Suspiria details


Wall decor based on MC Escher’s Study of Regular Division of the Plane with Fish and Birds (1938).

A few screen grabs from the weekend’s viewing of a German Blu-ray disc of Suspiria (1977). My old DVD didn’t look too bad but this is one film where high-definition is required to do justice to the vivid lighting and to Giuseppe Bassan’s marvellous production design. The Art Nouveau splendour of the cursed ballet school contains some notable art references but elsewhere there’s the Escher decoration on the walls of the apartment at the beginning, not the kind of decor you expect to find in a horror film. All these images are details cropped from widescreen frames.


Suzy (Jessica Harper) and Madame Blanc (Joan Bennett) in the madame’s office. The mural always fascinated me for being a strange confection of Escher motifs, all winding staircases and architecture borrowed from Belvedere (1958).


The far right of the same shot showing some of the Beardsley figures that fill the panels of Madame Blanc’s screens.


The same room, later in the film, and more Beardsley figures all of which are taken from Salomé (1894). The main figure from The Peacock Skirt has had its robe blacked-in to match the others.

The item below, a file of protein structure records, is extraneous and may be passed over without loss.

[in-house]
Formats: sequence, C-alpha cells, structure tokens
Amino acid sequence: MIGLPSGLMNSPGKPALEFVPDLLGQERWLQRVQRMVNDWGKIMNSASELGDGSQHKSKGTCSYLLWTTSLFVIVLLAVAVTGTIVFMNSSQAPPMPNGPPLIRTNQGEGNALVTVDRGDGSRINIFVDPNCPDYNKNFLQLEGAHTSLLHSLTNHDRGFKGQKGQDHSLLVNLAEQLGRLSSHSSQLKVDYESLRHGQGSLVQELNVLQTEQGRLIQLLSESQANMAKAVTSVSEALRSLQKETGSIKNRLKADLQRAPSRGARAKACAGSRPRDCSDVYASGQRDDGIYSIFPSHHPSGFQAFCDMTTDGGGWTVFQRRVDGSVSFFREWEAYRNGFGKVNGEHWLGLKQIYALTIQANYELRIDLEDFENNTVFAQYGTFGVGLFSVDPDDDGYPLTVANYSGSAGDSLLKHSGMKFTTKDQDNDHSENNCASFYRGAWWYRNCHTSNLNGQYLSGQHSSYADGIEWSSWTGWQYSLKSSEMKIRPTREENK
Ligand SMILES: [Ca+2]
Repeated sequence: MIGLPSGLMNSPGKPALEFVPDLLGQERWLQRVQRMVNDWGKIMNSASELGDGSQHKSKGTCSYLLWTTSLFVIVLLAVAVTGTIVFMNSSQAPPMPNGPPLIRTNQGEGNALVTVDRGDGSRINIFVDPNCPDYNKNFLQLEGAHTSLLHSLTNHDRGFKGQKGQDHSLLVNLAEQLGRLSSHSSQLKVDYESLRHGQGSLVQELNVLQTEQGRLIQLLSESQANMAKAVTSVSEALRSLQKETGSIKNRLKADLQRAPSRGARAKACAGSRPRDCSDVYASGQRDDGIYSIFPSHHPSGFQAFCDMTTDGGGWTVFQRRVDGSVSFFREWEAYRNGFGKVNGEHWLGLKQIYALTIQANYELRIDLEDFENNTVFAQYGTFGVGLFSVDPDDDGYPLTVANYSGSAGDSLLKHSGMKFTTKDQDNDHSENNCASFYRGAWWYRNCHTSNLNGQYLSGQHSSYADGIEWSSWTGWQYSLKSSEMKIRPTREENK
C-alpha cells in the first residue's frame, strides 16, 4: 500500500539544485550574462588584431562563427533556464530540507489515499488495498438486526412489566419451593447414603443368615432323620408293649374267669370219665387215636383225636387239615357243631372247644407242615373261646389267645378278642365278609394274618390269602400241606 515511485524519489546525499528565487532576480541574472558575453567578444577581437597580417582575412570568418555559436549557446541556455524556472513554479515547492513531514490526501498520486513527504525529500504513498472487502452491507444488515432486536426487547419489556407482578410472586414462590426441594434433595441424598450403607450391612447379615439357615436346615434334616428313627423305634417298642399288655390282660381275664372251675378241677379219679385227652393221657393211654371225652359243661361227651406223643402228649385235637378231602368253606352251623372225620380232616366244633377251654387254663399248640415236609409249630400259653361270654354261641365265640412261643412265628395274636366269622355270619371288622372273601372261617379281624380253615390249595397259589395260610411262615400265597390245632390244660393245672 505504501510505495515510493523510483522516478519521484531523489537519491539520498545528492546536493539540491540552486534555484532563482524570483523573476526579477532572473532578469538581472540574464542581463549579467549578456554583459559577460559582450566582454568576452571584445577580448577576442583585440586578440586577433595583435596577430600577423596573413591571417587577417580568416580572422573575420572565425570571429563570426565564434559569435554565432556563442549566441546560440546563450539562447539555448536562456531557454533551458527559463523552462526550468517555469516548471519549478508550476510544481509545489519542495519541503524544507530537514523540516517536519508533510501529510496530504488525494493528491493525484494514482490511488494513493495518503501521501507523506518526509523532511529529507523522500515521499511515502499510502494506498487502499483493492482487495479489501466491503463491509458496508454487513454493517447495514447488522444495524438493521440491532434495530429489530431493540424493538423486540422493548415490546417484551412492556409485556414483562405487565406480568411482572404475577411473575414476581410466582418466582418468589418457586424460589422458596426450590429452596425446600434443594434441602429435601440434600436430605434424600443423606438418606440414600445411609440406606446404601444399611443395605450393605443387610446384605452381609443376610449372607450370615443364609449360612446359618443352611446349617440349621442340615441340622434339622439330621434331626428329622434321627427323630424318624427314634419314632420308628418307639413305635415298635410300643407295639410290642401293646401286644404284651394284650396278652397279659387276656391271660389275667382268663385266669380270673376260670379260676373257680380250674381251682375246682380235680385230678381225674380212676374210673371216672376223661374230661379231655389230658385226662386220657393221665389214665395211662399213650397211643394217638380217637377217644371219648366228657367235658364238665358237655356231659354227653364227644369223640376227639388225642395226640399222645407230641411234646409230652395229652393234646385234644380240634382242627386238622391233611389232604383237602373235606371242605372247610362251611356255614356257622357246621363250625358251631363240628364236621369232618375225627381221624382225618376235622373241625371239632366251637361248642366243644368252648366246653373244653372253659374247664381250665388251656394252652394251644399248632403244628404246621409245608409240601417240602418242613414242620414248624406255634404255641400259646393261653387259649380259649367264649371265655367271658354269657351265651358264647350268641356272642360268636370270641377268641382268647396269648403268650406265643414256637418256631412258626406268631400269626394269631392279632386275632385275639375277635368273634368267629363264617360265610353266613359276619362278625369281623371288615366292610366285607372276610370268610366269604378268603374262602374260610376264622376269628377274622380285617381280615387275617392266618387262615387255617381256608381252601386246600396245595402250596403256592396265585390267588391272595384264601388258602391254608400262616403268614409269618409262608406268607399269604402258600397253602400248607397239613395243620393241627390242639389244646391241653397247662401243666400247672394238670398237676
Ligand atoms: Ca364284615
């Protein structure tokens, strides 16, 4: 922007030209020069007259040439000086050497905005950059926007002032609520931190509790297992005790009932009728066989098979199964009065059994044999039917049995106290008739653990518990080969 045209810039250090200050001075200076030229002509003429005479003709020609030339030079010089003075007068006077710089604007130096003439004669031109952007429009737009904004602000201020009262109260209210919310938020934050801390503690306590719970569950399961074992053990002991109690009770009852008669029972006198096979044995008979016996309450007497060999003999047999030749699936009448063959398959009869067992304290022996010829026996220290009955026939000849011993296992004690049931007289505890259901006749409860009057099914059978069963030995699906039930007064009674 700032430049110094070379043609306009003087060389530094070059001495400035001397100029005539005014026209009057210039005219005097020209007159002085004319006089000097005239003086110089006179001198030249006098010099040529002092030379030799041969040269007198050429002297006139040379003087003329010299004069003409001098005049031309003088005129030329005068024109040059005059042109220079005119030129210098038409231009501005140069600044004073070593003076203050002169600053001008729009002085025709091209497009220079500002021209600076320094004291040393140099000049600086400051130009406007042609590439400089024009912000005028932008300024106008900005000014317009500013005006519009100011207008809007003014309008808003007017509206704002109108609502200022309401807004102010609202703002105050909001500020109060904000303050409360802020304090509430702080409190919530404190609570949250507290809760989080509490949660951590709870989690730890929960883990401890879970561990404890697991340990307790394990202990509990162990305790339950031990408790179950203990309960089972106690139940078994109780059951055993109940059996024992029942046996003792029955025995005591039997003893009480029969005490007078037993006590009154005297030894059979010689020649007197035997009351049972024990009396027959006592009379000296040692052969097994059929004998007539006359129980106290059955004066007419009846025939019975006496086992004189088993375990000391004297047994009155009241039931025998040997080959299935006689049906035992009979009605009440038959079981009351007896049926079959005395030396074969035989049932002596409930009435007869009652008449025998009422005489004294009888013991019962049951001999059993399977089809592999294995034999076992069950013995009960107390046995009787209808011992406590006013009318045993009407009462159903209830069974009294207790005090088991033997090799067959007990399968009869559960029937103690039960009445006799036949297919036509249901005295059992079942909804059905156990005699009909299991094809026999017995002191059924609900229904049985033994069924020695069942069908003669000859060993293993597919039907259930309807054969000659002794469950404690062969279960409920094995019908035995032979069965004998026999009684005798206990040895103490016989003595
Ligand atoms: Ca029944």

Another view of the Escher mural.


Suzy in the corridor leading to the inner sanctum of the witches. The black-and-gold decoration makes me think of Whistler’s Peacock Room (which was green and gold) even though none of the motifs are taken from Whistler. It’s a suitable reference, however, since Beardsley’s Peacock Skirt drawing borrowed from Whistler’s peacock designs, and the occult corridor happens to lead to a chamber containing a lethal peacock.


Suzy in the chamber of the Black Queen. Dario Argento’s first film was The Bird with Crystal Plumage (1969) which is exactly what we have here. More horror films should be as aesthetically adventurous as this.

Previously on { feuilleton }
Refn’s reds
Valhalla Rising
Symbolist cinema

2 thoughts on “Suspiria details”

  1. The mural is remarkably similar to Karel Thole’s cover for ‘I mostri all’angolo della strada’ which you highlighted back in August – due to Escher’s influence obviously

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